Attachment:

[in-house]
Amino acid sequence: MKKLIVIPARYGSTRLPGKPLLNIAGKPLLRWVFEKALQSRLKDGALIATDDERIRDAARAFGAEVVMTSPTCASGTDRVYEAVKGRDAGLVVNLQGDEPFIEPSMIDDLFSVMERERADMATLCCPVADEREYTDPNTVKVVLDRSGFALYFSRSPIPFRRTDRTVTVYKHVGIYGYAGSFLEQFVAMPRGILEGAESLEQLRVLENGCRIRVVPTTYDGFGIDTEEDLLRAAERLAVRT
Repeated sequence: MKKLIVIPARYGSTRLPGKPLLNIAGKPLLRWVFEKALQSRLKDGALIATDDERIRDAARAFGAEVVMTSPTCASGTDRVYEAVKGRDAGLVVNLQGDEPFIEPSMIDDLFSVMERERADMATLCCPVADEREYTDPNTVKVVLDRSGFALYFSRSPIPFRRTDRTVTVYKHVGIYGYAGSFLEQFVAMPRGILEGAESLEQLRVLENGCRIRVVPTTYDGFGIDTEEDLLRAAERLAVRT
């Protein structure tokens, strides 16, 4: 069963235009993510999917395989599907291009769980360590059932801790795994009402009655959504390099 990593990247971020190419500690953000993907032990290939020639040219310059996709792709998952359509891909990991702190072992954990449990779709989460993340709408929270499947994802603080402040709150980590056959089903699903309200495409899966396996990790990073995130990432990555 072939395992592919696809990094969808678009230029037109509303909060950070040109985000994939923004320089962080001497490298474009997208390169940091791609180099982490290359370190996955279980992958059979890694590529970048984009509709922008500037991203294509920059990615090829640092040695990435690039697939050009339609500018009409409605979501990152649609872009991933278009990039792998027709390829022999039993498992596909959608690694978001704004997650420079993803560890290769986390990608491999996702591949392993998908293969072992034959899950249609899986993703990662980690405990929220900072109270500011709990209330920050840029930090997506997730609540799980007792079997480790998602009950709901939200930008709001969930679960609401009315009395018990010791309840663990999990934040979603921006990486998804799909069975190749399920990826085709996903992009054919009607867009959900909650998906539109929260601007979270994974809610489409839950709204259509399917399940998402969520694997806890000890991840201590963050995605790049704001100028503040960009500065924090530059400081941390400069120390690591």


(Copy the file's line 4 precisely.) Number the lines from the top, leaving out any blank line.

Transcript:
């Protein structure tokens, strides 16, 4: 069963235009993510999917395989599907291009769980360590059932801790795994009402009655959504390099 990593990247971020190419500690953000993907032990290939020639040219310059996709792709998952359509891909990991702190072992954990449990779709989460993340709408929270499947994802603080402040709150980590056959089903699903309200495409899966396996990790990073995130990432990555 072939395992592919696809990094969808678009230029037109509303909060950070040109985000994939923004320089962080001497490298474009997208390169940091791609180099982490290359370190996955279980992958059979890694590529970048984009509709922008500037991203294509920059990615090829640092040695990435690039697939050009339609500018009409409605979501990152649609872009991933278009990039792998027709390829022999039993498992596909959608690694978001704004997650420079993803560890290769986390990608491999996702591949392993998908293969072992034959899950249609899986993703990662980690405990929220900072109270500011709990209330920050840029930090997506997730609540799980007792079997480790998602009950709901939200930008709001969930679960609401009315009395018990010791309840663990999990934040979603921006990486998804799909069975190749399920990826085709996903992009054919009607867009959900909650998906539109929260601007979270994974809610489409839950709204259509399917399940998402969520694997806890000890991840201590963050995605790049704001100028503040960009500065924090530059400081941390400069120390690591």